For the third year in a row, students from seven schools on the Wind River Reservation traveled to the Bridger-Teton National Forest to learn outdoor education. But this year fifth graders got some added instruction from tribal elders.
The Blackrock Field Camp is a collaboration with many agencies including the Elk Refuge, the Wilderness Society and the Sierra Club. It teaches fourth graders stuff like how to identify native plants and amphibians, offers demonstrations of traditional tools, and Bridger Teton District Ranger Todd Stiles said, they even let kids try the bear charger.
“The grizzly bear kind of runs on tracks that the kids get an opportunity to see how fast a grizzly bear would charge and they had inert bear spray cans that they were able to use to spray that bear. So, of course, that was a lot of fun because their classmates got to push the bear and the other student was on the other end getting to spray bear spray,” he said.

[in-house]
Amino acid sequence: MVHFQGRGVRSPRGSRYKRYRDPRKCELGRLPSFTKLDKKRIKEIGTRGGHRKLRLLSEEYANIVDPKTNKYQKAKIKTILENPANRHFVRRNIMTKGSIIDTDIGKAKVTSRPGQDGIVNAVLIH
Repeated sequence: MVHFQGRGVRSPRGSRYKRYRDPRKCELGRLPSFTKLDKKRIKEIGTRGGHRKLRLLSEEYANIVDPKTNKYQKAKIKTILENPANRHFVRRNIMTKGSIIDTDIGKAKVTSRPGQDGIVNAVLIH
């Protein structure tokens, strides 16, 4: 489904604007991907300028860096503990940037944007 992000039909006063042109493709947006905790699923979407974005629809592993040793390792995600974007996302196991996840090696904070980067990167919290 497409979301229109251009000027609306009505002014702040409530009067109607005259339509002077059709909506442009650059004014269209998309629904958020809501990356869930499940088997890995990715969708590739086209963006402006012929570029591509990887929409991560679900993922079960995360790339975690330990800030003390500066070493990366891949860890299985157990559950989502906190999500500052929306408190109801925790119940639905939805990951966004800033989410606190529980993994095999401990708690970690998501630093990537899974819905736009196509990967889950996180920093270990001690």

But this year, the program was expanded to include instruction from tribal elders from both the Eastern Shoshone and Northern Arapaho tribes. Stiles said, on the morning they came, each tribe offered a prayer and three students shared a song. He says the elders then offered cultural instruction in the field.
“I’ll tell you, this year when we added the tribal elders coming that was such a neat addition because the elders had time to spend with their young people.”